Fiona Reynolds swapped the countryside for the city as she walked York's magnificent city walls.

Although I think of myself as a country walker, I do just as much in cities. Cambridge, obviously, where my early-morning walk is a fixture, but I often choose to walk in London rather than battle with the Tube. You can get a long way, usually much more pleasantly, in an hour on foot from King’s Cross.

An invitation to York gave me a fabulous chance to take my city-walking north, to the ancient city walls. York was the capital of the Roman province Britannia Inferior and is still capital of the northern ecclesiastical province of the Church of England – ever wondered why there is an Archbishop of York as well as of Canterbury? – and its walls, although much altered, date from Roman times. In fact, they’re the most intact city walls in England, despite repeated attempts to knock them down.

Steps with no people – York city walls

Today’s wall-walk results from a compromise 200 years ago, when arches were punched through to enable access and the remaining ‘ring’ around the medieval city made into a footpath to be enjoyed by all citizens.

My day in York went beautifully, except that it was the wettest and wildest in weeks. My friend and I abandoned attempts to keep dry and walked the walls soaked and heads up, relishing cloud-drenched views and multiple sights of the glorious Minster.

We started in the north, at Bootham Bar (as the great gateways are called), which dates from AD71 and encloses the Minster on two sides, and walked between Victorian ‘battlements’ with splendid turrets.

Turning south-east, we passed a string of beautiful houses and gardens, among them the National Trust’s Treasurers’ House. At Monk Bar, there’s a charming museum dedicated to Richard III, who was king when the Bar was completed.

From this point on, our route was not contained: on our left hand was the Victorian-rebuilt top of the wall and, on our right, a steep drop to the banks on which the walls stand – what joy that there are no ‘be careful’ signs!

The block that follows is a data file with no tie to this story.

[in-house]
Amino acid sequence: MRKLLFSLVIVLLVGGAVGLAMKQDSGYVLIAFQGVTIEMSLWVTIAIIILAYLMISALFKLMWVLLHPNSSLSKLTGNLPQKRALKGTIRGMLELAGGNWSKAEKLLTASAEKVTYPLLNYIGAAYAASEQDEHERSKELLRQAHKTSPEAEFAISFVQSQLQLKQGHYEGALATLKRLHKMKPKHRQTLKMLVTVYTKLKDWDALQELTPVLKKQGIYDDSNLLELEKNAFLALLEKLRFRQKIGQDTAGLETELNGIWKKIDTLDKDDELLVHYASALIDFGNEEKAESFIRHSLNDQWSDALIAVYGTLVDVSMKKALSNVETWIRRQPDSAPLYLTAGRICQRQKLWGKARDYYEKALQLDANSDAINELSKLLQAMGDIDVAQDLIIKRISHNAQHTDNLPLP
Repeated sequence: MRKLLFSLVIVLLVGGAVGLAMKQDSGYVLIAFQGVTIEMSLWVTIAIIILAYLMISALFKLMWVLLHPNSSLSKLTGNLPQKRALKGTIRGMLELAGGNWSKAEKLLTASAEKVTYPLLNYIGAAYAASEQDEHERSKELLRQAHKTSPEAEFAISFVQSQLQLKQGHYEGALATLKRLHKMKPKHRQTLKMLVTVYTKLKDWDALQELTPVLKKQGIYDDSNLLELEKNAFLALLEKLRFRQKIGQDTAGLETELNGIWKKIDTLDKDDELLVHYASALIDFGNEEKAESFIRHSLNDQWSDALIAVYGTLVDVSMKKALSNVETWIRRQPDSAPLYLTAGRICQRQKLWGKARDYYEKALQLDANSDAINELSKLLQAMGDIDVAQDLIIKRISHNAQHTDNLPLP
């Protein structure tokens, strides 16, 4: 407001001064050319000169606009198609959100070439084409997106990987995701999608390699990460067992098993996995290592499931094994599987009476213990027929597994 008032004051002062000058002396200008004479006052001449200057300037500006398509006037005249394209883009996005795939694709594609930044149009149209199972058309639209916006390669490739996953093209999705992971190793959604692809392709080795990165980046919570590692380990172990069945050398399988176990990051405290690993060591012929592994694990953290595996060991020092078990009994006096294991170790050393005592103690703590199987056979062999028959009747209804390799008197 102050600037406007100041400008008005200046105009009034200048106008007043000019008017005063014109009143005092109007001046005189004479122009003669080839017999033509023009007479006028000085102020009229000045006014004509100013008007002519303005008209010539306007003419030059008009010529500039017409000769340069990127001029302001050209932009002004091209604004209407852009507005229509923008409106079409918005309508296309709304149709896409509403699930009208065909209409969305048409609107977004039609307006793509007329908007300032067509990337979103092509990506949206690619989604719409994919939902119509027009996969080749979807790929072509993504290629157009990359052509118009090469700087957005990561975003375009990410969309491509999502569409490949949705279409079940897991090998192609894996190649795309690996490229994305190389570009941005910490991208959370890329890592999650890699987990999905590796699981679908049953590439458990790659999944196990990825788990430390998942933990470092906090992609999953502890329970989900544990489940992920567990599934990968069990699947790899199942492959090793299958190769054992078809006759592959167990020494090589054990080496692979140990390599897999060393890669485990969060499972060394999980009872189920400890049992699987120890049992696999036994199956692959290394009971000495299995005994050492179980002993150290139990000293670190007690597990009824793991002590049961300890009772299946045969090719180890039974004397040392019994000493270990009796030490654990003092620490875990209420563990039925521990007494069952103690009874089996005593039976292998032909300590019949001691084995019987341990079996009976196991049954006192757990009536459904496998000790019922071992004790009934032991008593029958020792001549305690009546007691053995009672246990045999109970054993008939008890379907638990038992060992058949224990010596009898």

We walked until we reached a full stop at Layerthorpe Bridge, crossing the River Foss. There was never a wall here, because for 700 years the eastern side of the city was defended by the huge, dammed King’s Fishpool. Today, however, it’s a busy road, so we walked quickly to the Red Tower, a 15th-century watchtower, to pick up our wall-walk.

Soon we were at Walmgate Bar, the only Bar to maintain its barbican and portcullis, and which also houses, in an elegant Elizabethan extension, a warm, welcoming cafe where we sheltered from the rain.

York city walls

Emerging thankfully into better weather, we paced to Fishergate Bar before descending to cross the Foss again, followed closely by the River Ouse, the banks of which enclose York Castle and its keep, Clifford’s Tower. We picked up the walls again by Baile Hill, the remains of a Norman motte-and-bailey castle that was built in the 11th century to defend the south-west approach to the city. The wall-walk climbs to a wide platform on which we saw the whole southern end of the old city, accommodating neat rows of Victorian houses.

Our next staging post was Micklegate Bar, the grandest medieval entrance to the city (now a museum telling Henry VII’s story) and renowned for the ghoulish tradition of displaying the severed heads of executed traitors and rebels. We swung north, with perfect views of the Minster ahead, the railway station to our left and green banks soon to be rich with daffodils on either side. We had just one more dog-leg to do, re-crossing the River Ouse, before we picked up the last remnants of the wall on our return to Bootham Bar.

As the sun set, unexpectedly flaming red after this stormy day, it was fitting that we concluded our walk at the West End of York Minster, one of the most glorious façades in England.

York Minster, the cathedral of the city of York, floodlit at twilight.

Fiona’s book ‘The Fight for Beauty’ is published by Oneworld. Follow her on Twitter: @fionacreynolds